luckymike

Member
FWIW My local alignment guy has been doing MBz since the '70s, knows his stuff...

He says spreader bar ONLY allows his changes to toe to respond (i.e. move) more quickly as the wheels are under outward pressure when adjusting tie rod length.
He has proven to me with his alignment machine readouts there is no difference in end point with his bar vs. no-bar technique i.e. no difference in readout after bar is removed, remeasured, and compared...

BTW In Dallas there (still?) used to be a 3rd generation Moroccan alignment guy so experienced that he could get most cars into spec by eye with a ruler...Toe, caster, camber, he'd quickly set 'em and then check 'em with his machine...With his DNA he hardly ever needed to make changes once his eye was satisfied.

Both laugh(ed) at the added weight on the seats...
Yeah, you'll see strong opinions on spreader bars and weights. I like to follow the manual whenever possible and this shop looks like my chance to do so. We'll see.

I do know I'm tired of replacing tires prematurely. Hoping this alignment will be the answer.
 

gsxr

.036 Hoonigan™, E500E Boffin
Staff member
It's the difference between "close enough" and "done right". Whatever floats your boat, go for it.

In most cases we're talking what - fifty bucks difference? And how much do tires cost if they wear prematurely? It gets close to "penny wise, pound foolish". I've yet to have the dealer screw up an alignment, btw. It helps that my dealer has a fantastic tech who normally does the alignments on my cars.

:grouphug:
 

jftu105

Active member
From kinematic point of view, as correctly pointed out by northNH, the spreader bar applies a outward force, which at most causes an minute elastic deformation, as long as the lower control arm and the tie rods have no play. This elastic deformation should be insignificant because the linkages are strong.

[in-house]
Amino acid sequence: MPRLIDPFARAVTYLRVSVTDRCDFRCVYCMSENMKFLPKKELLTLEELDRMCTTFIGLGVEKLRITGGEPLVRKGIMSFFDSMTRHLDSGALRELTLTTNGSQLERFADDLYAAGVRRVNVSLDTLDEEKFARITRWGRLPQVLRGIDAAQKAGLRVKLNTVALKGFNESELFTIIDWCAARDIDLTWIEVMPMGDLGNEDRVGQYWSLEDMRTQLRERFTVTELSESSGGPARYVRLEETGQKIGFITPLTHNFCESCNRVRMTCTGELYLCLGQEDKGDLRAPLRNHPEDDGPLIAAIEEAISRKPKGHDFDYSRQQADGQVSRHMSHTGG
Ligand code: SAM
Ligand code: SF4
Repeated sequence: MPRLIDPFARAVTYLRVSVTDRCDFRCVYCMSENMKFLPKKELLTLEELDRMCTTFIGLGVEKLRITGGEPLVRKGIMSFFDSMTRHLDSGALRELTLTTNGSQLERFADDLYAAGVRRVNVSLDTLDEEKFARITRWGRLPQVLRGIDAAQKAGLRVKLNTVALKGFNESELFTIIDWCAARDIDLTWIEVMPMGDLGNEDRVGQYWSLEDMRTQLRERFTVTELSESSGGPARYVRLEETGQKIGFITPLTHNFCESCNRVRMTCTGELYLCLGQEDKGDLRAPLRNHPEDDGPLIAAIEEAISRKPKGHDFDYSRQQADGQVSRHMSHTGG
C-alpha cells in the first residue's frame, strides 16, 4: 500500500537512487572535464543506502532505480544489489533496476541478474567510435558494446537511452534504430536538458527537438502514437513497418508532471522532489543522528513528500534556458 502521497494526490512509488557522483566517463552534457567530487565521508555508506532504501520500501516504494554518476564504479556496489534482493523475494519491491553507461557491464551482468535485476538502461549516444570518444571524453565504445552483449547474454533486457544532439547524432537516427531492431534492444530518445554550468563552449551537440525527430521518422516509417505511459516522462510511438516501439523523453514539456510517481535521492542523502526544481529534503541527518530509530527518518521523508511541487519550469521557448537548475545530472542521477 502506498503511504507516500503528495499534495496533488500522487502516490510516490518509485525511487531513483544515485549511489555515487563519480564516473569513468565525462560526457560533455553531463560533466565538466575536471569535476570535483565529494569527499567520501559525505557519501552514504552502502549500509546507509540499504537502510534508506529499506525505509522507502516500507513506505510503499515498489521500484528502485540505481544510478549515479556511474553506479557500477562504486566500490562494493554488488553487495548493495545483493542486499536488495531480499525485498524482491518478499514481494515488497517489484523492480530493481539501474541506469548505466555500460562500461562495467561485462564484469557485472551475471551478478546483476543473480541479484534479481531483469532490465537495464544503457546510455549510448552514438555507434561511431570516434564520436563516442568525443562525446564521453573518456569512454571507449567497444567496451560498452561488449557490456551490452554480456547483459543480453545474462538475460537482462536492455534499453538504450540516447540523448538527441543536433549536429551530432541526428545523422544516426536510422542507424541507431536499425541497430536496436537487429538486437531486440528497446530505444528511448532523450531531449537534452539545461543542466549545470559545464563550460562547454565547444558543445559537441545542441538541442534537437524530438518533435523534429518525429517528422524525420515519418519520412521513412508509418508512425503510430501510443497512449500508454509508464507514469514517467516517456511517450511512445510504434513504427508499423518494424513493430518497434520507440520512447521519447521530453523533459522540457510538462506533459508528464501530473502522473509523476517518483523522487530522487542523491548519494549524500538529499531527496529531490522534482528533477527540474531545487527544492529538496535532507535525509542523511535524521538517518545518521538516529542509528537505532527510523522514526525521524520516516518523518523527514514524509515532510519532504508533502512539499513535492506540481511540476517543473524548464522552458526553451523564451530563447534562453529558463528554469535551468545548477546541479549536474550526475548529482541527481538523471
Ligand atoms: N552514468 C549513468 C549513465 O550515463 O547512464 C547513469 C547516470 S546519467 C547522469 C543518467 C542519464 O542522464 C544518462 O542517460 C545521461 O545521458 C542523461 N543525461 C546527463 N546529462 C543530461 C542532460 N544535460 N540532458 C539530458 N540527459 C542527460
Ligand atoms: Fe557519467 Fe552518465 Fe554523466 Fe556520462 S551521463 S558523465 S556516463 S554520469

As for the added weight, it would sink a the car body lower, which theoretically could change the camber angle. But the actual camber is affected by the road condition too. It all comes back to the alignment tolerance, within a range in which the car will run just fine. With the spreader bar and the added weight, you will set the alignement at some point within the tolerance. Without them, you still set it at some point within the tolerance.

The alignment of my four E320, 1994-5, are fine, most of them were aligned by myself using DIY measurements. They stay straight, showing no eneven wear. No spreader bar and added weight in my DIY, of course.

One severe alignment I experienced and professional alignment failed to cure was due to the tire's cone shape. A bad sample from Goodyear tires (which kills my interest in getting Goodyear in the future). Due to the tire is not cylindrical, it causes the tire to steer to one side. No alignment could cure it and the technician did not catch the problem. I found it by moving the tire to the other side and the alignment problem changed side. The tire was nearly new. Who would have thought it was due to the tire? The spreader and added weight would not address bad tire situations.
FWIW My local alignment guy has been doing MBz since the '70s, knows his stuff...